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Maintaining a Budget During Grad School

Law school is an investment in your future, but it is one which can cost you money for years to come.  The National Center for Education Statistics notes that 74 percent of law students graduate in debt, and the average student loan balance for law school graduates was $145,500 as of 2016.

Budgeting for Graduate SchoolAccording to educationdata.org, 100 percent of law school graduates from Florida A&M University graduate in debt, with their average amount borrowed $61,500. Other law schools in which more than half of the graduates were in debt at graduation include Southwestern Law School, Rutgers, Duke, Georgetown, Cornell, Columbia, Yale, Yeshiva, and Boston College.

Some law school students are more likely to be in debt than others. Student loan debts for black law school graduates are 97 percent higher than those of white law school graduates. Hispanic/Latino graduates owe 49 percent more, on average, than white law school graduates.

More than 60 percent of law school graduates have a job offer before they even graduate, which is good when it comes to working to earn money to pay off those debts. With the average starting salary for law school graduates between $70,000 and $75,000 annually, however, it can be difficult to begin to make a dent in those debts as soon as you start working.

While you are in law school, maintaining a budget is key to your mental, emotional, and even physical health. Creating and sticking to a budget during grad school can help to relieve some of the stress that you will inevitably be feeling during this time.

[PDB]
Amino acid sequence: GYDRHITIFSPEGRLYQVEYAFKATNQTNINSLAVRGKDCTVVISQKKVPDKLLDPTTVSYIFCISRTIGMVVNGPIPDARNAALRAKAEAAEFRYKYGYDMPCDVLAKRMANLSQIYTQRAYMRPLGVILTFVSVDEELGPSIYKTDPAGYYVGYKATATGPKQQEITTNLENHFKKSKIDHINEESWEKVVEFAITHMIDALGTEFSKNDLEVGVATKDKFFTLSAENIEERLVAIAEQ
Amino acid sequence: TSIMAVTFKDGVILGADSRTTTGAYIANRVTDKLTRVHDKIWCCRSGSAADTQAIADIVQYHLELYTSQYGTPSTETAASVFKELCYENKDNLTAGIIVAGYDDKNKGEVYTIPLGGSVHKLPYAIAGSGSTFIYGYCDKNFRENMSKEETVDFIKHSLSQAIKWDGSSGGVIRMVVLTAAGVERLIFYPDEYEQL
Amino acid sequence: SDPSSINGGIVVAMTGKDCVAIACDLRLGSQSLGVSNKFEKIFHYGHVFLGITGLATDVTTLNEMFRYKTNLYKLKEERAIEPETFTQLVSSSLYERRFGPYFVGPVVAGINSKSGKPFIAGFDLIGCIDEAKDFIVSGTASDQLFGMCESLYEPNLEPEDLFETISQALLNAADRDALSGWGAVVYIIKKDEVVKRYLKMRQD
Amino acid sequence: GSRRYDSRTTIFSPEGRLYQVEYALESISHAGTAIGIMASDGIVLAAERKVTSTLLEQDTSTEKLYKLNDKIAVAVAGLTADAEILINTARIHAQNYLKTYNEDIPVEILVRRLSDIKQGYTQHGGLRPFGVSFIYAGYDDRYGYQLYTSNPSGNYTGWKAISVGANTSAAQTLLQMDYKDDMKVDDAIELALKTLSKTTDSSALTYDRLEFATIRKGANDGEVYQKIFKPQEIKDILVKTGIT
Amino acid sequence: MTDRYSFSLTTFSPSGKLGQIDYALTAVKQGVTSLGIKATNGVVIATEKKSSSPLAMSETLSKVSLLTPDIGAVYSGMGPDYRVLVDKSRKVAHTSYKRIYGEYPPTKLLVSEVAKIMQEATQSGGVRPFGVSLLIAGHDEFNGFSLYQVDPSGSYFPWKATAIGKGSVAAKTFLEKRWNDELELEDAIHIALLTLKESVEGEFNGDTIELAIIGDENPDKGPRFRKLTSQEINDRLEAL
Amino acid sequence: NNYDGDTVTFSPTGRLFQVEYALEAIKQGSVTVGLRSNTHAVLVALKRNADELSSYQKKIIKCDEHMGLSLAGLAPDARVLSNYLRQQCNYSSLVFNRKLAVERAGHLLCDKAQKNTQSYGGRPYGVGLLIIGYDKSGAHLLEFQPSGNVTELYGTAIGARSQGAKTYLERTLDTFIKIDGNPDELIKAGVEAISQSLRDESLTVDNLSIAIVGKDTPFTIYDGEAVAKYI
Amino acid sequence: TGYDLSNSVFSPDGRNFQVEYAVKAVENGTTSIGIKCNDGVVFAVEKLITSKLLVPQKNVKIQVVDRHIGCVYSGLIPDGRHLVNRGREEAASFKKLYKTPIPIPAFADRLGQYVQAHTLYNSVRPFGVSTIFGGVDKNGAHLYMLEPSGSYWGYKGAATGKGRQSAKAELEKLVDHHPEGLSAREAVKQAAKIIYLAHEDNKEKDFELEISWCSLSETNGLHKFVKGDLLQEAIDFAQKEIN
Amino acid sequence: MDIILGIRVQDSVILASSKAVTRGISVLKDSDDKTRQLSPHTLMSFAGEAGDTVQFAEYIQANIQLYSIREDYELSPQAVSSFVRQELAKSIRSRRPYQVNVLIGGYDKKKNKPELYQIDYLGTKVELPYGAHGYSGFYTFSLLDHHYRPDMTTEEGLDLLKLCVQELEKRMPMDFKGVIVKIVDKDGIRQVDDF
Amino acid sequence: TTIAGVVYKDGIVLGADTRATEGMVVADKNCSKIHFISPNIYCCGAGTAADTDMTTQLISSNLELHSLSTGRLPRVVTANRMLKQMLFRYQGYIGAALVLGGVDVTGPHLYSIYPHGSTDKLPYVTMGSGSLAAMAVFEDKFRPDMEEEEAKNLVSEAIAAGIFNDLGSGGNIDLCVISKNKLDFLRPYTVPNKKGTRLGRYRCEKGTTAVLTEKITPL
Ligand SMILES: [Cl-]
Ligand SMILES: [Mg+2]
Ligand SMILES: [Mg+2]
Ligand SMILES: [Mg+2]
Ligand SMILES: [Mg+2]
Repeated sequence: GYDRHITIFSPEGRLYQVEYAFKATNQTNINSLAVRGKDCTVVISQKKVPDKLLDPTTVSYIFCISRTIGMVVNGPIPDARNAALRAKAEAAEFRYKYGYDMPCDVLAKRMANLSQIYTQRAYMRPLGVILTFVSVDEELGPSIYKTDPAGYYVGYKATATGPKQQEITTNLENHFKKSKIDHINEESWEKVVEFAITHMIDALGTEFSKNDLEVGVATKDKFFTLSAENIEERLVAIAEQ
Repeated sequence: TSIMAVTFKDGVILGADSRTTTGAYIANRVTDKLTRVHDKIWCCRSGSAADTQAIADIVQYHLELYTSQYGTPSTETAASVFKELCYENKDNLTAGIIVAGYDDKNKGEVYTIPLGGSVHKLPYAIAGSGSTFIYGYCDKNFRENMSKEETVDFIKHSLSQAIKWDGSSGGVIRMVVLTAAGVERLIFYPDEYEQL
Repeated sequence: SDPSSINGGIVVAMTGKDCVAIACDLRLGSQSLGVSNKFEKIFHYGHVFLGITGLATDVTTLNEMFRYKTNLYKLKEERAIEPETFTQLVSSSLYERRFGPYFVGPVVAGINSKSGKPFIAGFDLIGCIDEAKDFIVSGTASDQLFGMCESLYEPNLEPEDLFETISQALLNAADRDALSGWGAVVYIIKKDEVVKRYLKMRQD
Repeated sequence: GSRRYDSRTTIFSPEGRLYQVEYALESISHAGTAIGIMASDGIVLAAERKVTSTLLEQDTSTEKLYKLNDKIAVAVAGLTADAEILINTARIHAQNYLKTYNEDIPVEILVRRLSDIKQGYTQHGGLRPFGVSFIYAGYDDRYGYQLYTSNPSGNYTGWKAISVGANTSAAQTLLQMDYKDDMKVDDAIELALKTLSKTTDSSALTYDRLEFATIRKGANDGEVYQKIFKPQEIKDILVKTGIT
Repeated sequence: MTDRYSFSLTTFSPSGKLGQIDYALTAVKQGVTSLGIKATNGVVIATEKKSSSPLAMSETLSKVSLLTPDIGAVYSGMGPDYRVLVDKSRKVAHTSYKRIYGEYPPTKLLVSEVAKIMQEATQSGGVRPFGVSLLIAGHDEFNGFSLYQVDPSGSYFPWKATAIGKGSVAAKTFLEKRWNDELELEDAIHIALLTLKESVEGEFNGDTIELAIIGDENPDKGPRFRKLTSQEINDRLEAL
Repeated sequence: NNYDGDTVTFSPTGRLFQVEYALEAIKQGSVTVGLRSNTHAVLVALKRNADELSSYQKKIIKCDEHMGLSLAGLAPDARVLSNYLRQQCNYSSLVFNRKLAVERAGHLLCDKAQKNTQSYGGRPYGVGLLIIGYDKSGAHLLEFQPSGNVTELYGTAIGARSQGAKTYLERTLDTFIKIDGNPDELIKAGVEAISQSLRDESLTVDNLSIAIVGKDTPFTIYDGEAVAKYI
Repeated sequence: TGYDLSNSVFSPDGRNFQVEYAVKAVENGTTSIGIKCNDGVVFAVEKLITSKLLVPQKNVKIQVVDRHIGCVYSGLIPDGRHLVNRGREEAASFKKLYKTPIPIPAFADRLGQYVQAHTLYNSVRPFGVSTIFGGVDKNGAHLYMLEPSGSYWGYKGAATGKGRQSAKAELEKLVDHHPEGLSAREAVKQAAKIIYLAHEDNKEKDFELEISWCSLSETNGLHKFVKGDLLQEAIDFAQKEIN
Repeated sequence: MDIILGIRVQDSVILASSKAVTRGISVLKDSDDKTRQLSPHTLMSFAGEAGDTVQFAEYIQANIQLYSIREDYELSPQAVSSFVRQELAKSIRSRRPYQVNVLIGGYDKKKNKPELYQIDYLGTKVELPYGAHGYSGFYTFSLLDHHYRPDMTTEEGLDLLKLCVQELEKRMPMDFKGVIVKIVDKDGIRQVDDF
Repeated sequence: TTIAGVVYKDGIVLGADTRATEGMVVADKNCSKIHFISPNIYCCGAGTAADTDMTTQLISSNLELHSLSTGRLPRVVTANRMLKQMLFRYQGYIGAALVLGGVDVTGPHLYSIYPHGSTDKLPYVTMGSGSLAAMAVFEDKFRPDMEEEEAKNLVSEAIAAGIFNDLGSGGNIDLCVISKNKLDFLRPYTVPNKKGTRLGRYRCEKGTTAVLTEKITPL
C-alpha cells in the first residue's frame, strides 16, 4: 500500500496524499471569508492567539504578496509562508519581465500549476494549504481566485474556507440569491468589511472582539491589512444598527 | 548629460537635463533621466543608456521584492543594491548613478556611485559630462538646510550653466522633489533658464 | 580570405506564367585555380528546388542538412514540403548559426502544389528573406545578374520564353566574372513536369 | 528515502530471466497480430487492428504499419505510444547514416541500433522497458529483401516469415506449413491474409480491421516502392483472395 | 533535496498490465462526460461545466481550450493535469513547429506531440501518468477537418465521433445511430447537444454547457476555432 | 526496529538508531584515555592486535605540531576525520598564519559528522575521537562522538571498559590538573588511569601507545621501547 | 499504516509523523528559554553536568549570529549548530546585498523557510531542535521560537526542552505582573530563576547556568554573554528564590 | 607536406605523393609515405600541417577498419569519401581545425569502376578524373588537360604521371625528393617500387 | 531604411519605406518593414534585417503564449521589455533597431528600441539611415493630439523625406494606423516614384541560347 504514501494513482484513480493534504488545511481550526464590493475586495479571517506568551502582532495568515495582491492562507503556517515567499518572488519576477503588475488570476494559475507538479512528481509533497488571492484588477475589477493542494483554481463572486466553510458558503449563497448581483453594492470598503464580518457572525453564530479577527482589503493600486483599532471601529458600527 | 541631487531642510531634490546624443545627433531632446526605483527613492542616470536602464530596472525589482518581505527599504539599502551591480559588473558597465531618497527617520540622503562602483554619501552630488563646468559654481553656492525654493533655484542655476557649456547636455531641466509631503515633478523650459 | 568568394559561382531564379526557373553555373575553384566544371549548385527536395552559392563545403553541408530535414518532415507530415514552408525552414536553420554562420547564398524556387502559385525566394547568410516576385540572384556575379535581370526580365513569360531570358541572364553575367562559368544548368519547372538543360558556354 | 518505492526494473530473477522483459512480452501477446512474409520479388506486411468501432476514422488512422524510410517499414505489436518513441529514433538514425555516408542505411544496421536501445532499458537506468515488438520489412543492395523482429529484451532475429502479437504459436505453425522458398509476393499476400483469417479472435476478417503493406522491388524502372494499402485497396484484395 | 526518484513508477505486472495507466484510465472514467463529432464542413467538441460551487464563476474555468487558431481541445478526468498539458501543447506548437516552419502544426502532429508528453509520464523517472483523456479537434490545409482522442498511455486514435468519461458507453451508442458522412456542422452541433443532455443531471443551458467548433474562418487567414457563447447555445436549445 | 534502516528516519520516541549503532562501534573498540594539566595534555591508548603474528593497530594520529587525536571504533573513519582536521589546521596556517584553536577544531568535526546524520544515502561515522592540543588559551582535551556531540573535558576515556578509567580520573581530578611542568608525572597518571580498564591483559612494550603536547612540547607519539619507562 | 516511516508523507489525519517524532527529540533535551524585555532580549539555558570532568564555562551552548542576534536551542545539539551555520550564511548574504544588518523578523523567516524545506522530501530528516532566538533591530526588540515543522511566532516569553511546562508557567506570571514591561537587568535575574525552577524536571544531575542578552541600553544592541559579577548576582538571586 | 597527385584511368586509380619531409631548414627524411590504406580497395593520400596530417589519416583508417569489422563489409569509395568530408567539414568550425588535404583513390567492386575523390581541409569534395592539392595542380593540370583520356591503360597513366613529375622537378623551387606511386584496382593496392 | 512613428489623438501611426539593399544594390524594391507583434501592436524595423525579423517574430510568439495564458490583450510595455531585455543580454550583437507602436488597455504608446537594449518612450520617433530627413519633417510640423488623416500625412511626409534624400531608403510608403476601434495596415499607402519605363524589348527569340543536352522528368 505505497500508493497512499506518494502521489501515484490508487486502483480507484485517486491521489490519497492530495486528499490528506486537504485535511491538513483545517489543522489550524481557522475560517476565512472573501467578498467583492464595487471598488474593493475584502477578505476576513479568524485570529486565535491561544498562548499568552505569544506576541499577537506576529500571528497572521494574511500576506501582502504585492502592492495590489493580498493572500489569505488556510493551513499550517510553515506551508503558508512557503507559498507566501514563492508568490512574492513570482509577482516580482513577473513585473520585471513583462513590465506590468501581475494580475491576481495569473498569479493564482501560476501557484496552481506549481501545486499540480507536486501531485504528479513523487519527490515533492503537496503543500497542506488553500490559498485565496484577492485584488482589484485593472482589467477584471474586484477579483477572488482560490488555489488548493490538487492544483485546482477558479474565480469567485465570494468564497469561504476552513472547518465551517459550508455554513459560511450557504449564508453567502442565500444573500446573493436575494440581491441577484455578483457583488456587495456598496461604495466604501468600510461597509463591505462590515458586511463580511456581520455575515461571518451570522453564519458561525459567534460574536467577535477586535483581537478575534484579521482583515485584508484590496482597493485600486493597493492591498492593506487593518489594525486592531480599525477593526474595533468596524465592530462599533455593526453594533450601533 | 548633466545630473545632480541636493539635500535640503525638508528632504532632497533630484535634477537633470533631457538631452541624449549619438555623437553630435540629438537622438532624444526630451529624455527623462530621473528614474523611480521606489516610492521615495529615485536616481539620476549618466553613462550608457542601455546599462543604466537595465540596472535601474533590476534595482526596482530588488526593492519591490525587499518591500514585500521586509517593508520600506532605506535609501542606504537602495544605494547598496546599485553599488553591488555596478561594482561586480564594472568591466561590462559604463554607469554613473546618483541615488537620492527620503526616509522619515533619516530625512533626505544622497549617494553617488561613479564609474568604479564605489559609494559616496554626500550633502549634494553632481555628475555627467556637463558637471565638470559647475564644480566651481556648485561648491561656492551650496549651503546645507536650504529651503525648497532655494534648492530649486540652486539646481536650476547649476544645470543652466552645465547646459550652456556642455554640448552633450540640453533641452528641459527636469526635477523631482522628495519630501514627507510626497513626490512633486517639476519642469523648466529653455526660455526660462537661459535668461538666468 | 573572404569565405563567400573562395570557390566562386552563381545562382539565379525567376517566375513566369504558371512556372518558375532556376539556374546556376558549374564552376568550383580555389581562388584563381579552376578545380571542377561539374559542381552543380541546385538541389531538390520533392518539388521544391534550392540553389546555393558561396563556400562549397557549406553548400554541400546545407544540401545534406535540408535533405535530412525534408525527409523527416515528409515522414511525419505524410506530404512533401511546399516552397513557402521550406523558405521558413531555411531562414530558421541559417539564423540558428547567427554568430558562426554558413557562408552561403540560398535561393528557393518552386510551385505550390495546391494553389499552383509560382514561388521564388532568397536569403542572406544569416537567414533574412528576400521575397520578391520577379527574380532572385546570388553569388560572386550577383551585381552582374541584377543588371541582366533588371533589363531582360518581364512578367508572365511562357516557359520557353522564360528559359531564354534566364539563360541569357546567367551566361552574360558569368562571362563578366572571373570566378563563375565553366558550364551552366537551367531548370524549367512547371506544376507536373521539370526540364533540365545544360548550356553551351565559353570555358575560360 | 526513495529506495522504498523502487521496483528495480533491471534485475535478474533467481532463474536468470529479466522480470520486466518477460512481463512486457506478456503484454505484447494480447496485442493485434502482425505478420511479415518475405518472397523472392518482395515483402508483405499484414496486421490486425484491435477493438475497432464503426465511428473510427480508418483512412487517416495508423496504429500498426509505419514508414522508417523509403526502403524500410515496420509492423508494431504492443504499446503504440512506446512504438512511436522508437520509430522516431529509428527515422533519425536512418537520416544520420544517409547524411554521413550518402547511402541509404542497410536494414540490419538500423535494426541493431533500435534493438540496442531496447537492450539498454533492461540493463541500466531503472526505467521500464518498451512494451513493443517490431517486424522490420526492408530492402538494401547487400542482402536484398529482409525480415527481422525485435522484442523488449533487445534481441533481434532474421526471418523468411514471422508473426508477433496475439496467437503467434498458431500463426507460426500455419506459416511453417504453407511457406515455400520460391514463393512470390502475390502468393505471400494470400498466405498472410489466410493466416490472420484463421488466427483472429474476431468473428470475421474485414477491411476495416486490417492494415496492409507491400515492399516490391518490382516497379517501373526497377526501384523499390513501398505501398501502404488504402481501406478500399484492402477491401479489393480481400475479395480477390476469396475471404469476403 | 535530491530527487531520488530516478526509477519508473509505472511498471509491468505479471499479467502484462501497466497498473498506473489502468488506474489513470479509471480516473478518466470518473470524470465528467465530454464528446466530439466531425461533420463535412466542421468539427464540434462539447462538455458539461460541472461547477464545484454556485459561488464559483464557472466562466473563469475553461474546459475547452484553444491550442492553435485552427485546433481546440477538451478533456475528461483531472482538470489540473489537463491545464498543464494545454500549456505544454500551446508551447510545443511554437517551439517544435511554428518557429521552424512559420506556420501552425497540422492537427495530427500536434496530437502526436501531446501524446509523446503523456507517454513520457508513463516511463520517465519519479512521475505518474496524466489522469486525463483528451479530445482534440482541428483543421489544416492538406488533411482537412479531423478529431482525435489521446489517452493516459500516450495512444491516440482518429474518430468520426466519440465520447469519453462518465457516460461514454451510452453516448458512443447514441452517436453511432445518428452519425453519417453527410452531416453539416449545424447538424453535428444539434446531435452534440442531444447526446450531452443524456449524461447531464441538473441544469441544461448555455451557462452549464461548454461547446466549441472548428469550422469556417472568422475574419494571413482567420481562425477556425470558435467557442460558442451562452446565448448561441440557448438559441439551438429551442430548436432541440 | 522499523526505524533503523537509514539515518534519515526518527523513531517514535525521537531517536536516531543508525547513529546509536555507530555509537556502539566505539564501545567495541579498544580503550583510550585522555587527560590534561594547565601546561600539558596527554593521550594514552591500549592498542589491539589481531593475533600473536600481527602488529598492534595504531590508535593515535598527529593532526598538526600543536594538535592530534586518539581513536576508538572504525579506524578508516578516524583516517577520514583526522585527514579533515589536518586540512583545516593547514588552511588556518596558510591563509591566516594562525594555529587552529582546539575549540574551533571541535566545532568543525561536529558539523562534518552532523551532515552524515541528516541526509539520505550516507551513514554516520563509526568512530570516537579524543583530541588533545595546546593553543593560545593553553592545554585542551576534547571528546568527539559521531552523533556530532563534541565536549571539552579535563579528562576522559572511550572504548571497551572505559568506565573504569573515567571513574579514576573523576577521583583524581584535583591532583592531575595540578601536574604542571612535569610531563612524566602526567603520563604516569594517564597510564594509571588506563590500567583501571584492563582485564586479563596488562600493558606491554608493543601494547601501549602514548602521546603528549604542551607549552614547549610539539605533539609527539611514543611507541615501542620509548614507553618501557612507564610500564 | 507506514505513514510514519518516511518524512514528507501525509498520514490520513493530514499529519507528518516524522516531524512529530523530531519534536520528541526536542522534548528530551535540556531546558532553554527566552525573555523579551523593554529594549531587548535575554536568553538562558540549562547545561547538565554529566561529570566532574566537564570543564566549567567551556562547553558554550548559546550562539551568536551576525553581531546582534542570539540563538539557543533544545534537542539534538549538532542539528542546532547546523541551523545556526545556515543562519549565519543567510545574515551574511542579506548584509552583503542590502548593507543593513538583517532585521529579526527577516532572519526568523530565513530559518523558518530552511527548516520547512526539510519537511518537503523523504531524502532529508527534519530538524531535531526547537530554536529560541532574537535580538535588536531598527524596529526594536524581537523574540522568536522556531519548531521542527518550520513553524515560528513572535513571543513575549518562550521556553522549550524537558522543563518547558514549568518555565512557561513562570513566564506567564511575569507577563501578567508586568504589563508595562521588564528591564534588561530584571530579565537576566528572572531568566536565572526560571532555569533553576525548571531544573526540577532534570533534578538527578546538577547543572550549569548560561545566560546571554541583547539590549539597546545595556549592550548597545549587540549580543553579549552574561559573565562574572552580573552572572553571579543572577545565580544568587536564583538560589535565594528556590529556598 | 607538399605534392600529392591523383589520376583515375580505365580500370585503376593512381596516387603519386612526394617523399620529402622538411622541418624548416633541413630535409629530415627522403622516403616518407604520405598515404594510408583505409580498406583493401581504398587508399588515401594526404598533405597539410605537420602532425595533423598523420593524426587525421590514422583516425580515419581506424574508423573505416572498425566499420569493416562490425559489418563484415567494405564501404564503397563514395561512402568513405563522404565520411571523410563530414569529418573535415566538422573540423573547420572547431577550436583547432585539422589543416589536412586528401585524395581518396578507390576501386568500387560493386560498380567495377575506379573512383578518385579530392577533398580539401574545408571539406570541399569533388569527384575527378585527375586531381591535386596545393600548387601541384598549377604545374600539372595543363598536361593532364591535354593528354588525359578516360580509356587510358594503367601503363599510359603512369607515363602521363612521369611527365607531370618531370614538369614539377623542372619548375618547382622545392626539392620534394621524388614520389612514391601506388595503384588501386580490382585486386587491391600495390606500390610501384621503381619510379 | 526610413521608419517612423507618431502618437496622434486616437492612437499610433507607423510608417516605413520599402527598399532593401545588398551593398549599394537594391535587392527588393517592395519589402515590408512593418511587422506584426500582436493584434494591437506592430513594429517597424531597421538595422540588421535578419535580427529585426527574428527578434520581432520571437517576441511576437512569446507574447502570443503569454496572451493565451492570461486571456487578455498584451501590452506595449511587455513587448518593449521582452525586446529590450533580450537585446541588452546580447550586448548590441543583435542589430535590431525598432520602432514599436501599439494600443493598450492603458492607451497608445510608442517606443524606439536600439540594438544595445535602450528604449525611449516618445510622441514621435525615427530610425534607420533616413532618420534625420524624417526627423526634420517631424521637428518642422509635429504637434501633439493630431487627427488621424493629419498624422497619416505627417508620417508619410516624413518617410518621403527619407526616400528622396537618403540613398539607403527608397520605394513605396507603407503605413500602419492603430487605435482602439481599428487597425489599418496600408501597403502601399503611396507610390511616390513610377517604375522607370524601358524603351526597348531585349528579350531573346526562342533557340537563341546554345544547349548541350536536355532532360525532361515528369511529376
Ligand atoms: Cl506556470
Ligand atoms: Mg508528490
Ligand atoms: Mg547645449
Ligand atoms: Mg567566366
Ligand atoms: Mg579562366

Creating a Budget 

Although each person’s budget during law school will differ depending upon their resources, there are certain steps that everyone can take to create a grad school budget. These tips can help you to live comfortably while still focusing on your financial situation, both currently and in the future.

Calculating Income vs Expenses

The first step in creating a budget is to calculate your income versus your expenses. Are you spending more, or less, than you earn each month?

Income

Add up all of the income you receive each month. This should include any stipends or paychecks you receive, any cash you make (either over or under the table) from side jobs, and money your parents give you on a monthly basis.

Essential Expenses

Determine which expenses are essential, and fixed (the same each month). This should include things like:

  • Rent/housing payment
  • Utilities
  • Car payment
  • Car insurance
  • Phone
  • Internet
  • Student loan payments

Then calculate how much you spend monthly, on average, for essential expenses that are not fixed, such as:

  • Groceries
  • Medical
  • Dental
  • Pharmacy
  • Haircuts and personal care
  • Pet care

Non-Essential Expenses

After figuring out your income and your essential expenses, look at what’s left over This is the amount you have left for non-essential expenses, such as entertainment. Non-essential expenses will include things like:

  • Money to go to restaurants and bars
  • Money for theatre, movies, concerts
  • Shopping for things other than groceries
  • Subscription services you may have (Netflix, Spotify etc.)

If you are finding that you have less money than you thought, cutting some non-essential expenses is the first way to trim your budget.

Savings

Some people might categorize savings as non-essential expenses, but saving money is vital to your financial future. Most graduate students can’t afford to set aside 20 percent of their income for savings. Save something – five percent, ten percent, whatever you can afford comfortably. Savings can include things like an emergency fund (also known as a rainy-day fund, something that could cover three to six months’ worth of your expenses, or an unexpected car repair or medical bill). You can also save for big purchases you really want, such as a new laptop. You should even start thinking about saving for retirement. Putting aside money for your future is an investment in that future, and, ultimately, in yourself.